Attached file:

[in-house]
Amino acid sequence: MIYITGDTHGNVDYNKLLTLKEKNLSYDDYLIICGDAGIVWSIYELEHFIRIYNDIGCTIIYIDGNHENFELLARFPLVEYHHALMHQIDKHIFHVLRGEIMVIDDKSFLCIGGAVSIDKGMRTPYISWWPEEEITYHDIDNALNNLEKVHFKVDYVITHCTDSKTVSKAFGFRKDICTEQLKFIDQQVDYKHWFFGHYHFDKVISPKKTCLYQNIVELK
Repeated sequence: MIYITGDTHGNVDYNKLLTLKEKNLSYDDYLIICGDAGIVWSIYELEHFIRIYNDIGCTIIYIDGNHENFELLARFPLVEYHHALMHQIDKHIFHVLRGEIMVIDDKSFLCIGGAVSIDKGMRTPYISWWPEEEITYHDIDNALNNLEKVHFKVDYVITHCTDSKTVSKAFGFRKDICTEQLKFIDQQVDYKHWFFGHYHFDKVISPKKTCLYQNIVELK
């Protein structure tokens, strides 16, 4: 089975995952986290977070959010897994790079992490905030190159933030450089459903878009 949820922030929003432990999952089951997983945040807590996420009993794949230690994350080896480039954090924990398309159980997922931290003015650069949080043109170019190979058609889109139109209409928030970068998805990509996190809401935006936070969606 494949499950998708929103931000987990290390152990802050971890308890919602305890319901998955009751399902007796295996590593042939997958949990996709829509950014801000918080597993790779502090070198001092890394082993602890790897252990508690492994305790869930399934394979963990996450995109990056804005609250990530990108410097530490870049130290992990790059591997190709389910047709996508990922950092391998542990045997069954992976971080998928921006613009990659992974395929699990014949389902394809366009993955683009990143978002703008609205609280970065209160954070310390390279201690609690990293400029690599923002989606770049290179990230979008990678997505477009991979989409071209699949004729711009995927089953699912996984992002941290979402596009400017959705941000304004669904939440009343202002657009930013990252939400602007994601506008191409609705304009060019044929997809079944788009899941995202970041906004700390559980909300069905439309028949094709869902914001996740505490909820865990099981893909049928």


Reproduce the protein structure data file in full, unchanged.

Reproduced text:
[in-house]
Amino acid sequence: MIYITGDTHGNVDYNKLLTLKEKNLSYDDYLIICGDAGIVWSIYELEHFIRIYNDIGCTIIYIDGNHENFELLARFPLVEYHHALMHQIDKHIFHVLRGEIMVIDDKSFLCIGGAVSIDKGMRTPYISWWPEEEITYHDIDNALNNLEKVHFKVDYVITHCTDSKTVSKAFGFRKDICTEQLKFIDQQVDYKHWFFGHYHFDKVISPKKTCLYQNIVELK
Repeated sequence: MIYITGDTHGNVDYNKLLTLKEKNLSYDDYLIICGDAGIVWSIYELEHFIRIYNDIGCTIIYIDGNHENFELLARFPLVEYHHALMHQIDKHIFHVLRGEIMVIDDKSFLCIGGAVSIDKGMRTPYISWWPEEEITYHDIDNALNNLEKVHFKVDYVITHCTDSKTVSKAFGFRKDICTEQLKFIDQQVDYKHWFFGHYHFDKVISPKKTCLYQNIVELK
């Protein structure tokens, strides 16, 4: 089975995952986290977070959010897994790079992490905030190159933030450089459903878009 949820922030929003432990999952089951997983945040807590996420009993794949230690994350080896480039954090924990398309159980997922931290003015650069949080043109170019190979058609889109139109209409928030970068998805990509996190809401935006936070969606 494949499950998708929103931000987990290390152990802050971890308890919602305890319901998955009751399902007796295996590593042939997958949990996709829509950014801000918080597993790779502090070198001092890394082993602890790897252990508690492994305790869930399934394979963990996450995109990056804005609250990530990108410097530490870049130290992990790059591997190709389910047709996508990922950092391998542990045997069954992976971080998928921006613009990659992974395929699990014949389902394809366009993955683009990143978002703008609205609280970065209160954070310390390279201690609690990293400029690599923002989606770049290179990230979008990678997505477009991979989409071209699949004729711009995927089953699912996984992002941290979402596009400017959705941000304004669904939440009343202002657009930013990252939400602007994601506008191409609705304009060019044929997809079944788009899941995202970041906004700390559980909300069905439309028949094709869902914001996740505490909820865990099981893909049928």